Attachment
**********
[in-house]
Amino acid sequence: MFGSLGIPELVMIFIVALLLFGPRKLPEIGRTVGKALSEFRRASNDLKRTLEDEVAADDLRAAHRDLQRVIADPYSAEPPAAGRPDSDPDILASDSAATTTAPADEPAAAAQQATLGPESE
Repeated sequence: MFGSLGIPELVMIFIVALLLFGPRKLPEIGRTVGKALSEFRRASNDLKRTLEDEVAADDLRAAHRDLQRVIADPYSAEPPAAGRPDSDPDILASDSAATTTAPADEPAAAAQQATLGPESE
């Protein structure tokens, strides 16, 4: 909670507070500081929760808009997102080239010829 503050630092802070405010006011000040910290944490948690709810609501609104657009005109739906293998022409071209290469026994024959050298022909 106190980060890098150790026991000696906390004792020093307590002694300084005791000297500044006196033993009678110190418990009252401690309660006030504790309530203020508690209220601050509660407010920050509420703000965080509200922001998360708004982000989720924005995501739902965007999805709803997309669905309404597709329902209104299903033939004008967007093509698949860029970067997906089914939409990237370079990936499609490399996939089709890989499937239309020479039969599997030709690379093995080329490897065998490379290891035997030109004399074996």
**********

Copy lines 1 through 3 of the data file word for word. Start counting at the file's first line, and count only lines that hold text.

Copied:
[in-house]
Amino acid sequence: MFGSLGIPELVMIFIVALLLFGPRKLPEIGRTVGKALSEFRRASNDLKRTLEDEVAADDLRAAHRDLQRVIADPYSAEPPAAGRPDSDPDILASDSAATTTAPADEPAAAAQQATLGPESE
Repeated sequence: MFGSLGIPELVMIFIVALLLFGPRKLPEIGRTVGKALSEFRRASNDLKRTLEDEVAADDLRAAHRDLQRVIADPYSAEPPAAGRPDSDPDILASDSAATTTAPADEPAAAAQQATLGPESE